We often forget in the midst of rivalry and war the human cost, and I believe in the process a great many soldiers lose their hearts, or have them hardened by the terrible sights they see---in a sense their own innocence is lost, the innocence of millions of young men and women. But we must not, even in the face of the most imposing or evil enemy or most intimidating or evil ideology, forget that behind that enemy, as well as behind us, there are millions of children, innocent to the ideologies their countries propose or acts their countries do. We must never forget the children we scar, we traumatize, we turn into cynical souls with each bullet fired or each bomb deployed. The greatest evil or the greatest villain, in my opinion, is the one whixch robs or destroys two qualities present in any child--two most precious gifts--the state of innocence ad the fruitful investment of optimism. Both can be and are often destroyed by war, or by terrorism, or by conflict. Both losses are tragedies in their own right.

This is not an attack on soldiers, as they are doing a duty also in it's own right sacred, and important, and they are sacrificing their youth, risking their limbs and even their lives for the sake of others---an occupation more a service than a job; a service more an act of utter selflessness than mere servitude or duty. Nor is this remembrance an attack on any policy or any current war, or any nation engaged therein.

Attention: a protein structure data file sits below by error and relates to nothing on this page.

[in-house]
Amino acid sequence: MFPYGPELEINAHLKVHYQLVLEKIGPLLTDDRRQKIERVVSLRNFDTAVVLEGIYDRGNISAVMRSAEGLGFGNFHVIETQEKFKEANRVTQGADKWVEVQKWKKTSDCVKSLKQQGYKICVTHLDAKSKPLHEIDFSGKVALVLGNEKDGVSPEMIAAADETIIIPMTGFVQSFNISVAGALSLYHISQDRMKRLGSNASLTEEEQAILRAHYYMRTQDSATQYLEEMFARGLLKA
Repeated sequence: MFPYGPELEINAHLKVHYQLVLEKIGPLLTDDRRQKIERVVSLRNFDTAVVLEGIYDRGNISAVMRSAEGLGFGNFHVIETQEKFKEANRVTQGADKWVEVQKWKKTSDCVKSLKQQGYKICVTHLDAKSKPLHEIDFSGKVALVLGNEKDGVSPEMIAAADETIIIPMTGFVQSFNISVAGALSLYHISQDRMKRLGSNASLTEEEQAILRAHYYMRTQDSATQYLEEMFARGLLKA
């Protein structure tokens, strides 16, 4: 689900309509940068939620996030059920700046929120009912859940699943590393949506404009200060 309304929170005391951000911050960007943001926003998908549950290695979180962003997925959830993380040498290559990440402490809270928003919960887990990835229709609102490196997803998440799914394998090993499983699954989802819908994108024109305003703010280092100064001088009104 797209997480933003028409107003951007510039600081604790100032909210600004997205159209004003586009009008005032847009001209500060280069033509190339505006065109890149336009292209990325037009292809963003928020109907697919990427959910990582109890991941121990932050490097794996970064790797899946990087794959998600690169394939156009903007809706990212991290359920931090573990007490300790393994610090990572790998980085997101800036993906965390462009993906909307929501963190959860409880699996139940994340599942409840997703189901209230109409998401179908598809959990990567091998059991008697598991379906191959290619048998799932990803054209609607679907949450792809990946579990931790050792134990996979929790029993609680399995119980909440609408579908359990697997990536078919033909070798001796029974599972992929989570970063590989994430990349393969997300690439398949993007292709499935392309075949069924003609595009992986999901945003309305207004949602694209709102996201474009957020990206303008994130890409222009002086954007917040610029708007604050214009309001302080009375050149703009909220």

This is an attack on the idea of war itself, and it's costs--To understand, cherish, uplift and encourage the Samantha Smith's of the world, and perhaps, help us to remember that in any war, while there may be great territorial or material gain, there is always, on both sides, a spiritual or moral loss. Always the stain of innocent blood or innocence lost in the souls of those involved. We are all but children of God, and yet we wantonly shed the sacred blood and sacred gift He has given us--Life--often without regard for the cost. Without regard for children, or for innocence--Sometimes even forgetting what we are fighting for in the process.

We must not, even in the face of the most imposing enemy or most intimidating ideology, forget that behind that enemy, as well as behind us, there are millions of children, innocent to the ideologies their countries propose or acts their countries do. We must never forget the children we scar, we traumatize, we turn into cynical souls with each bullet fired or each bomb deployed. The greatest evil or the greatest villain, in my opinion, is the one which robs or destroys two in any child, or even any person, two most precious gifts--the state of innocence and the fruitful investment of optimism.

The greatest war crime is the death of a child, on either side of a conflict, and with the death of that child the death of the promise and innocence that resided within it's soul.

So to close this I say Rest in Peace, Samantha Smith. Your bravery, your innocence, your sincerity and your optimism, should be an inspiration to all--And your fears and those of millions of children like you should be thought of long and hard before any man, or many nation, decides to engage in act of terrorism, or decides to declare war. Never forget who above is watching, or the humanity of those you oppose--for their blood runs as red and thick as your own-- before the first bullet is fired or the first bomb is detonated.